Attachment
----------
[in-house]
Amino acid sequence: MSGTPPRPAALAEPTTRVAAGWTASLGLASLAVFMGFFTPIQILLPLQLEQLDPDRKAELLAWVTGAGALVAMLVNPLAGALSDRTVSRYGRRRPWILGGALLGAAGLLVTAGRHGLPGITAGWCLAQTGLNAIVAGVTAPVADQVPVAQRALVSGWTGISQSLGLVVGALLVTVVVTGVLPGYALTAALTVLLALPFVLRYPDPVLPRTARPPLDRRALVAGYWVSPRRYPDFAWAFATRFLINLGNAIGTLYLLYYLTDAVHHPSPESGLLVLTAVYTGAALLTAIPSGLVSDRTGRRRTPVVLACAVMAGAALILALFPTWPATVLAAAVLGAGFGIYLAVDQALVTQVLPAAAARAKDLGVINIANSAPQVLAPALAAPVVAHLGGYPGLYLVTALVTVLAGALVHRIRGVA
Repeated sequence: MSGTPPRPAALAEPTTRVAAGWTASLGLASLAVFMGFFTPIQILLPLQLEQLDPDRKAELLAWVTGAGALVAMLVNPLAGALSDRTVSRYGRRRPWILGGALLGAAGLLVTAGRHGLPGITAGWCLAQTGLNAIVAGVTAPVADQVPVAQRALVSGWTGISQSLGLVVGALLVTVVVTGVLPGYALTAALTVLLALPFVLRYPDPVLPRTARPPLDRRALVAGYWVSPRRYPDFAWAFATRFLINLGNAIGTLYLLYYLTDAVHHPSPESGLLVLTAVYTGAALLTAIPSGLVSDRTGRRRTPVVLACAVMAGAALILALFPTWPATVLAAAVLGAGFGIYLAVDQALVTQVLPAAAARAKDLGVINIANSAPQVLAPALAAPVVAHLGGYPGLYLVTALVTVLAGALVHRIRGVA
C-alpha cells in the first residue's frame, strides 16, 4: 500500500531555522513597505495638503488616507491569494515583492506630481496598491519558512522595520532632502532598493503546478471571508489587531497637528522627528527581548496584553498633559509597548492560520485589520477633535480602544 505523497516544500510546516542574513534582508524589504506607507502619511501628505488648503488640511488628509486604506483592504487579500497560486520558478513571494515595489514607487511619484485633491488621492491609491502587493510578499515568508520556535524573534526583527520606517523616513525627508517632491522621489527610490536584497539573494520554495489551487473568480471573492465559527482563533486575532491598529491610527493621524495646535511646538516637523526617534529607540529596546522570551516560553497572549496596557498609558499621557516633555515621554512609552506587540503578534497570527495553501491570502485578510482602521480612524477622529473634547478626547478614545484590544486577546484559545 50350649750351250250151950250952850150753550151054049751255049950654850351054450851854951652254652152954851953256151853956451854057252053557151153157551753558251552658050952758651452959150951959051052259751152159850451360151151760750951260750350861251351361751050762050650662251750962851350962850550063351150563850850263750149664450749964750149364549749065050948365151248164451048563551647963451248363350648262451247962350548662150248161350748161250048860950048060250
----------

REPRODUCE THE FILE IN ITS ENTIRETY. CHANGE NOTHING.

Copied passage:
[in-house]
Amino acid sequence: MSGTPPRPAALAEPTTRVAAGWTASLGLASLAVFMGFFTPIQILLPLQLEQLDPDRKAELLAWVTGAGALVAMLVNPLAGALSDRTVSRYGRRRPWILGGALLGAAGLLVTAGRHGLPGITAGWCLAQTGLNAIVAGVTAPVADQVPVAQRALVSGWTGISQSLGLVVGALLVTVVVTGVLPGYALTAALTVLLALPFVLRYPDPVLPRTARPPLDRRALVAGYWVSPRRYPDFAWAFATRFLINLGNAIGTLYLLYYLTDAVHHPSPESGLLVLTAVYTGAALLTAIPSGLVSDRTGRRRTPVVLACAVMAGAALILALFPTWPATVLAAAVLGAGFGIYLAVDQALVTQVLPAAAARAKDLGVINIANSAPQVLAPALAAPVVAHLGGYPGLYLVTALVTVLAGALVHRIRGVA
Repeated sequence: MSGTPPRPAALAEPTTRVAAGWTASLGLASLAVFMGFFTPIQILLPLQLEQLDPDRKAELLAWVTGAGALVAMLVNPLAGALSDRTVSRYGRRRPWILGGALLGAAGLLVTAGRHGLPGITAGWCLAQTGLNAIVAGVTAPVADQVPVAQRALVSGWTGISQSLGLVVGALLVTVVVTGVLPGYALTAALTVLLALPFVLRYPDPVLPRTARPPLDRRALVAGYWVSPRRYPDFAWAFATRFLINLGNAIGTLYLLYYLTDAVHHPSPESGLLVLTAVYTGAALLTAIPSGLVSDRTGRRRTPVVLACAVMAGAALILALFPTWPATVLAAAVLGAGFGIYLAVDQALVTQVLPAAAARAKDLGVINIANSAPQVLAPALAAPVVAHLGGYPGLYLVTALVTVLAGALVHRIRGVA
C-alpha cells in the first residue's frame, strides 16, 4: 500500500531555522513597505495638503488616507491569494515583492506630481496598491519558512522595520532632502532598493503546478471571508489587531497637528522627528527581548496584553498633559509597548492560520485589520477633535480602544 505523497516544500510546516542574513534582508524589504506607507502619511501628505488648503488640511488628509486604506483592504487579500497560486520558478513571494515595489514607487511619484485633491488621492491609491502587493510578499515568508520556535524573534526583527520606517523616513525627508517632491522621489527610490536584497539573494520554495489551487473568480471573492465559527482563533486575532491598529491610527493621524495646535511646538516637523526617534529607540529596546522570551516560553497572549496596557498609558499621557516633555515621554512609552506587540503578534497570527495553501491570502485578510482602521480612524477622529473634547478626547478614545484590544486577546484559545 50350649750351250250151950250952850150753550151054049751255049950654850351054450851854951652254652152954851953256151853956451854057252053557151153157551753558251552658050952758651452959150951959051052259751152159850451360151151760750951260750350861251351361751050762050650662251750962851350962850550063351150563850850263750149664450749964750149364549749065050948365151248164451048563551647963451248363350648262451247962350548662150248161350748161250048860950048060250